Reviews you can trust.See why.
The Best Rolled Oats
We prefer rolled oats for baked goods, since their thin, flat shape gives cookies, bars, and toppings just the right amount of chew.
Top PicksSee Everything We Tested
What You Need To Know
We prefer rolled oats for baked goods, since their thin, flat shape gives cookies, bars, and toppings just the right amount of chew. In addition, they make good oatmeal relatively quickly. To find the best rolled oats, we rounded up five contenders and sampled each product as oatmeal (prepared according to package instructions) and in our recipe for Chewy Oatmeal Cookies (where we weighed the oats to ensure consistency).
In the oatmeal test, three products were nutty and hearty, but two were borderline unpalatable: one was too clumpy and dry, and the other was a gluey mass of goop. Worse, some tasters noticed a metallic, chemical taste in the gluey oats. Products that were mushy or parched in oatmeal made cookies that were a tad dense or dry. We were perplexed, too, by the appearance of cookies made with one “extra-thick” product; they spread into flat disks with crispy edges.
To find out why, we took a closer look at the oats. There wasn’t a noticeable difference when we examined the raw extra-thick oats next to standard rolled oats, but when we painstakingly counted out 100 oats from each product and weighed them on a lab-grade scale, it turned out that the extra-thick oats had about 1,114 oats per ounce, while our preferred products had an average of about 1,200 oats per ounce. That may not seem like a huge difference, but when you consider that there are 9 ounces of oats in our standard cookie recipe, that adds up to more than 700 fewer oats to soak up liquid and provide structure—it’s no wonder that cookies made with the extra-thick oats spread so thin.
Our new winner, Bob’s Red Mill Old Fashioned Rolled Oats, makes perfectly formed cookies and hearty, creamy oatmeal in about 10 minutes.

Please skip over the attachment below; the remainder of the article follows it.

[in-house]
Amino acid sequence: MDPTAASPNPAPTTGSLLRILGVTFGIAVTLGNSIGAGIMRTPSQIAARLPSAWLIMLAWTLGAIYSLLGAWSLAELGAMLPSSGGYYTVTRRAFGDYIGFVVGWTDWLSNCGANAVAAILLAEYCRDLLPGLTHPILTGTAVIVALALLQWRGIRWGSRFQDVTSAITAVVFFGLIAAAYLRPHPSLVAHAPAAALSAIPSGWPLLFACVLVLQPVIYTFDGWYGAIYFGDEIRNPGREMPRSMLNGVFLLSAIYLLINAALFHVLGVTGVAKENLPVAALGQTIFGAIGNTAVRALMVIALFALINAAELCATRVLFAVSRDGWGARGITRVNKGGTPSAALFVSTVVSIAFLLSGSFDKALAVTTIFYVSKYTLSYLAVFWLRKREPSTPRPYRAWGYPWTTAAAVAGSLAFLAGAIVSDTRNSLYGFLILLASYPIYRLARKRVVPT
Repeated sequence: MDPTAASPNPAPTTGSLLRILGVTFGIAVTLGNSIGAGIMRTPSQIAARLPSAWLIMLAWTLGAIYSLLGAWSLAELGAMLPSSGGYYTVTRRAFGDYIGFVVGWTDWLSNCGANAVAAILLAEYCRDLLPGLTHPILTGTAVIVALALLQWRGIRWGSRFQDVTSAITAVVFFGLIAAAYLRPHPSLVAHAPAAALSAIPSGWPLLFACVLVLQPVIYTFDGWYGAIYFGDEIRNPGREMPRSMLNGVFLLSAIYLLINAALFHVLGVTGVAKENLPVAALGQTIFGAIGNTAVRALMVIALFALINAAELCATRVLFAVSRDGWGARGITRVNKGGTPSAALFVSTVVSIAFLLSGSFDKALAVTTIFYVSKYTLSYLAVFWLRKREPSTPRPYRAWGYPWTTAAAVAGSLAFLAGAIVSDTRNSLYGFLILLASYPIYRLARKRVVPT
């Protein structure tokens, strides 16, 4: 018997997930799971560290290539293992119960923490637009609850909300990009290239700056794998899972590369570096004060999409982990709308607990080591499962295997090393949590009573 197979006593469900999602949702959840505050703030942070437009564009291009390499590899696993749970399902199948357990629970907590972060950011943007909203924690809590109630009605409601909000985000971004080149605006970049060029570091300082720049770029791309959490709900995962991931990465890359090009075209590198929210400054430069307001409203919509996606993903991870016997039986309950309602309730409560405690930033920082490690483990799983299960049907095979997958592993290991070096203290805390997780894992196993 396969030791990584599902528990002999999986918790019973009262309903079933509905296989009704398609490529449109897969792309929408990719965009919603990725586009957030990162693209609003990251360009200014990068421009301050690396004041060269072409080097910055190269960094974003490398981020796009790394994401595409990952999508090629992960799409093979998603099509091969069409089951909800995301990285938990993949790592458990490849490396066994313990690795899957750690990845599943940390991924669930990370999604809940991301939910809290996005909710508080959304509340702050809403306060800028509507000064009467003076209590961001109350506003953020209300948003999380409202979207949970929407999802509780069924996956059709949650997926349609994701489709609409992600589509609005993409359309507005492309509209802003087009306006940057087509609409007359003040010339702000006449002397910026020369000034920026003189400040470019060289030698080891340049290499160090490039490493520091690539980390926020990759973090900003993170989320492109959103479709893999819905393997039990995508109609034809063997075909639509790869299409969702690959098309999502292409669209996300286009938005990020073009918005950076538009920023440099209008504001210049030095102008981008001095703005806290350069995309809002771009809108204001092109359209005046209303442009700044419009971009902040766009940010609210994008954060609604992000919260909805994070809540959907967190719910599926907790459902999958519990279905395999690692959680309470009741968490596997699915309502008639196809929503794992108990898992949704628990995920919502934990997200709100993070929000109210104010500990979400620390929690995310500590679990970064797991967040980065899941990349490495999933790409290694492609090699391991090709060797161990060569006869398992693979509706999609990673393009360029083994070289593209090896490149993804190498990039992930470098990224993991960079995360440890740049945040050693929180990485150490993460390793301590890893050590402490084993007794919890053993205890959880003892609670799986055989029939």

Everything We Tested
“This is how an oatmeal cookie should taste,” said one happy taster. Our panel praised these oats’ “toasty flavor” and “tender” texture, which had “just the right amount of chew.” The oatmeal was “very hearty” and “tender,” with a distinct “nuttiness.”
These oats made a “nutty,” “earthy” bowl of oatmeal in 20 minutes. But fewer oats per ounce caused the cookies to spread in the oven, producing “lacy,” “crunchy” edges. While we loved the oatmeal they made, we didn’t think they produced good cookies and we don’t recommend them for baking.
These familiar oats made oatmeal that was “tender” and “hearty,” with a “clean oat flavor,” in just 5 minutes, though a couple of tasters remarked that the oatmeal was “just a touch dry” when we followed the manufacturer’s instructions. The oats’ long, thin flakes produced cookies that were “soft,” “tender,” and “tall.”
Recommended with reservations
Many tasters remarked that oatmeal made with this product was “too dry” and “grainy,” but most still praised its “nutty,” “earthy” flavor (even though we followed the manufacturer’s recipe, some tasters suggested that these oats would benefit from longer cooking). Cookies were “nicely crisp at the edges” and “chewy inside,” though a few tasters deemed them “slightly on the dry side.”
These small flakes practically disintegrated in oatmeal, making a porridge that was a bit “gummy” and reminiscent of “microwave oatmeal.” Some also commented on a “metallic,” “bitter” aftertaste. Since there were more oats per ounce in this product, cookies were on the “dense” side, though most tasters thought they were still “chewy” and “tender.”
Reviews you can trust
The mission of America’s Test Kitchen Reviews is to find the best equipment and ingredients for the home cook through rigorous, hands-on testing.